Distribution Automatique

Thursday, November 18

Since we have heard only lies all our lives
we must assume the truth is unintelligible
and start from there. It's like panning
for gold and not knowing what gold is.

pubished in *Theoretical Objects*
(Green Integer, 1999)

Georg Christoph Lichtenberg


"If a war has lasted twenty years it can well
go on to last a hundred. For war has
now become a *status*. People who have
enjoyed peace die out."

Notebook:J 1789-1793

(Penguin Classics
translated by RJ Hollingdale)


"I would give something to know for
precisely whom the deeds were really
done of which it is publicly stated it was
done *for the fatherland*.

Notebook K 1793-1796


"To be born to create, to love, to win at games
is to be born to live in time of peace. But war
teaches us to lose everything and become what
we were not. It all becomes a question of style."

Albert Camus
April 1939-February 1942 Notebook III


"The Americans are not realists. I discovered
this while watching an American film remade
from an old French film. What had been *real*
atmosphere, a geniune setting, was now a shabby
backcloth. Their vaunted realism 1920-1940
was a particular kind of romanticism about "living
reality." The fanciful idea that everything is realism
(Dos Passos). The point of view is not tragic,
but "voluntaristic." Tragedy is a clash with reality:
"voluntarism" is to make a comfort of it, a way
to escape from reality."

28th April, 1949
The Burning Brand: Diaries 1935-1950
Cesare Pavese

Walker and Company, NY

Chemotherapy is

Dying to
get well

10 12 83

Wystan Curnow
*Cancer Daybook*
Van Guard XPress


The Letters of Sigmund Freud

295 to Max Eitington

Vienna IX.Berggasse 19
February 6, 1938

Dear Friend,

I have often asked myself in bewilderment if it is absolutely
necessary for newspapers to tell lies so regularly and without
restraint. In any case, it is good to hear you don't believe the
news this time, either. Our brave and in its way decent government
is now more energetic than ever in keeping the Nazis at bay.
although in view of the latest events in Germany no one can be
sure what is going to happen...."


Debussy Letters

to Robert Godet
31 October 1917

Tres cher,

...Don't be upset if I haven't mentioned my plans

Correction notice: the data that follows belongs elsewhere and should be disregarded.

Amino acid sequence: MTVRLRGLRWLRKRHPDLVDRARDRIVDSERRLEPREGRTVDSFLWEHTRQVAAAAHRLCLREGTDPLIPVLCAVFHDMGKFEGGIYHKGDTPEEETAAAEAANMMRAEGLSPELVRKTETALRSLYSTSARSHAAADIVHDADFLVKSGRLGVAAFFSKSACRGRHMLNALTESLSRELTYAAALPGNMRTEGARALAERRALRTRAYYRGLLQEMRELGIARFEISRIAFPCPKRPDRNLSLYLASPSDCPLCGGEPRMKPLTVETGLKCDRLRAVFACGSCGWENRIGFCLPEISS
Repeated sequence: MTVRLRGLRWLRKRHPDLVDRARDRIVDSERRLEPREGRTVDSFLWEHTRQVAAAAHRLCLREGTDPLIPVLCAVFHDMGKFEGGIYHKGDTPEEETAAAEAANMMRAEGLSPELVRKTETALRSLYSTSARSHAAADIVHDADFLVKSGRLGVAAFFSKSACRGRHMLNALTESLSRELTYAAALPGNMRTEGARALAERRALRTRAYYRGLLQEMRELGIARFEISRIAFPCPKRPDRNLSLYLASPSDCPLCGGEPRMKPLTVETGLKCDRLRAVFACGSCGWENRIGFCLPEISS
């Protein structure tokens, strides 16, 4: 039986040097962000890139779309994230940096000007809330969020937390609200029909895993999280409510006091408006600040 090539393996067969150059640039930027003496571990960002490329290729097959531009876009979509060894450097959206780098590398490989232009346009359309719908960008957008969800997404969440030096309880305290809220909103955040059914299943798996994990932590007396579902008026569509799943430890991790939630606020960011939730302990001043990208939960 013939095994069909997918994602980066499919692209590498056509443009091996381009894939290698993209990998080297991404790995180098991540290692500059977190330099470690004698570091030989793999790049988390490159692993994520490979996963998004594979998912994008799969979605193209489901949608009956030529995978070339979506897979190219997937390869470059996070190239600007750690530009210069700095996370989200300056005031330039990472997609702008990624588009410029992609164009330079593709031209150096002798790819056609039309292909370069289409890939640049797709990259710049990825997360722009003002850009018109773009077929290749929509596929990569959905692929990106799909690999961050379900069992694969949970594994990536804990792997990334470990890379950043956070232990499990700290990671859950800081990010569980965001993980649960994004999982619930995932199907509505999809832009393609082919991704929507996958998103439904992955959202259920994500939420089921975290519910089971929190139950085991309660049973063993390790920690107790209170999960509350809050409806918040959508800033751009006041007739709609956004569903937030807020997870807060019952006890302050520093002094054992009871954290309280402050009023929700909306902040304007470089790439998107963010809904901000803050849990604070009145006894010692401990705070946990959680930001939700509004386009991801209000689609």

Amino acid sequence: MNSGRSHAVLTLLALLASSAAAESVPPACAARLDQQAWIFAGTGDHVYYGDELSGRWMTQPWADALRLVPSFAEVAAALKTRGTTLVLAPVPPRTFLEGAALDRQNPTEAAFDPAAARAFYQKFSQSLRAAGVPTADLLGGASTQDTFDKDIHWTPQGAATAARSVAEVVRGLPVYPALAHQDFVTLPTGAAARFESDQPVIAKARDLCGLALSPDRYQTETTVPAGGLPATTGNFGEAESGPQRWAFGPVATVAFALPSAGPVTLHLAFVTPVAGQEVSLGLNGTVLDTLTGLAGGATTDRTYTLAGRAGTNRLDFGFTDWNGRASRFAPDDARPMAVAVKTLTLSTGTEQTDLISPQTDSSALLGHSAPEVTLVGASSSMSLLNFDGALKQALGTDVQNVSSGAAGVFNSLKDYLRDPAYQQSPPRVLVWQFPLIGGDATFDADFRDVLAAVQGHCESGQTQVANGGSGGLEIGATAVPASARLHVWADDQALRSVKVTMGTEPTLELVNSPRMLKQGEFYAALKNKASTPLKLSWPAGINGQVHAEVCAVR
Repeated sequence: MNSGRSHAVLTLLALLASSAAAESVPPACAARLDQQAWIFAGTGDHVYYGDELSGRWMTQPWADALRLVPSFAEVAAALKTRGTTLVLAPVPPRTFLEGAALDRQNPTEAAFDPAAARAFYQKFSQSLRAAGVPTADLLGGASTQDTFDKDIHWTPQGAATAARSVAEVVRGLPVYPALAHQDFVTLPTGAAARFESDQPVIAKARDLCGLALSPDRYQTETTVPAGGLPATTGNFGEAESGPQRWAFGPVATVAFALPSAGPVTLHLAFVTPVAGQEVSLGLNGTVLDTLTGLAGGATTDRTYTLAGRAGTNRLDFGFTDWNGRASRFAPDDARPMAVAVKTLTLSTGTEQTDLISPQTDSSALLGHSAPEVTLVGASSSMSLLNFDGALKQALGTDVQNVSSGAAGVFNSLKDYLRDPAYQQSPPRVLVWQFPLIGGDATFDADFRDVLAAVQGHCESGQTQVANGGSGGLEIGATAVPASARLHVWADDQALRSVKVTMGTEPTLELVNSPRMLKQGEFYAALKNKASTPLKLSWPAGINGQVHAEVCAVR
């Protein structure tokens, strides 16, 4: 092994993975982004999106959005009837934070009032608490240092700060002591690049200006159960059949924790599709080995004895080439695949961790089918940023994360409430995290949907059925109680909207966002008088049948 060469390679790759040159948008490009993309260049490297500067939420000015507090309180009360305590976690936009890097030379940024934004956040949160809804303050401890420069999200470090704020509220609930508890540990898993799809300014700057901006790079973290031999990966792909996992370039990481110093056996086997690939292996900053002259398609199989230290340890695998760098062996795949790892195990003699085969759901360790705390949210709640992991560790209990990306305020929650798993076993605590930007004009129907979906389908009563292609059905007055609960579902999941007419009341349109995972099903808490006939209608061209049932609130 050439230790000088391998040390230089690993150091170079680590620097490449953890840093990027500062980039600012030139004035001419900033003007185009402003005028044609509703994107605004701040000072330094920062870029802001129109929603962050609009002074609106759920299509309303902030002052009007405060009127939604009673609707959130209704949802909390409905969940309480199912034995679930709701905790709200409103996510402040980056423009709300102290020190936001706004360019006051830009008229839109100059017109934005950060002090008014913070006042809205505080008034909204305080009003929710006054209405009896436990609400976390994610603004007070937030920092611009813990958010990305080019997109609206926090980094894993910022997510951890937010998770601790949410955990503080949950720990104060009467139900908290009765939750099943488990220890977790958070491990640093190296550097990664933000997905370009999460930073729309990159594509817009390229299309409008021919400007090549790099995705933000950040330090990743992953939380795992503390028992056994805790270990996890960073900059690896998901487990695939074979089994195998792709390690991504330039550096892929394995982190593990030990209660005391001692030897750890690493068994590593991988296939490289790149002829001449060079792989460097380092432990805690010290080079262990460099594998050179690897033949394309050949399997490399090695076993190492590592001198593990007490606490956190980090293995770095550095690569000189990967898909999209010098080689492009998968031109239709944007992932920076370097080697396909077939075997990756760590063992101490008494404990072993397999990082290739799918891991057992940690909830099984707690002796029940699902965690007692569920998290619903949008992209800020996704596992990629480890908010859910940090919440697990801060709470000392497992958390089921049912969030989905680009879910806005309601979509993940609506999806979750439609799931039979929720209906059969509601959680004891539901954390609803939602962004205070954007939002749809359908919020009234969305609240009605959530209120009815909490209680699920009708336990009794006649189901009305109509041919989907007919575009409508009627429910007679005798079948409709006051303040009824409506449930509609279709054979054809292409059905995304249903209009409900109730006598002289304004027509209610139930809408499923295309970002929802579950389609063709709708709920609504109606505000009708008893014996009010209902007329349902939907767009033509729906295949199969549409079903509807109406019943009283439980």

for some time. . . Music's completely abandoned
me. Even if it's not a cause for tears, it's a trifle
ridiculous, at least. But there's nothing I can do about
it, and I've never forced anyone to like me. If music thinks
I'm treating her badly, then she can go elsewhere: if
necessary I can give her some useful addresses if not
particularly sympathetic ones. The hard part if all of
this is to have to go on writing about it: that's certainly
the worst thing! Why haven't I the energy to write on
military matters? That's a good life at the moment. Look
at Bidou in the*Debats* and Laloy in *Excelsior*- you'd
think they were born wearing zoave's trousers. Seriously,
I think Bidou is marvelously clear at explaining the most
complex military situations- perhaps his skill as a drama
critic's more help to himthan one can imagine!

yours, but a little exhaustedly,

from Dream Time
Chapters in the Sixties

Geoffrey O'Brien

"They could not help observing that the war was still
going on. Every night the footage of smoke and rubble
and the recitation of body counts continued, while they
sat watching it in a world invulnerable to mortar fire.
The spectable numbed them. They had to keep reminding
themselves that the flat pictures- wedged between Alpo
commercials and summer reruns of *Hogan's Heroes*-
pertained to irreversible deaths. "I can't believe it's
still happening. They *have* to stop it pretty soon." Something
would change. Johnson's advisors, after watching the
protests from a balcony would take him aside. "Sir,
they're just not buying it anymore, I'm afraid we have
no choice but to pull out."

But the change was not coming fast enough. It would take more
than peace buttons and chanted slogans. The powerful
vibrations that had been unleashed in the march on the Pentagon
- a mustering of all the energy the underground had to
offer- were lost on an enemy insensitive to anything but
the grossest applications of force. For the pigs to get
the message, it would be necessary to hit them where
they lived. Commando teams were better suited than crowds
for such tactics. One morning the newspaper announced
that the induction center had been reduced to ashes by'
unknown arsonists. The counterescalation had begun..."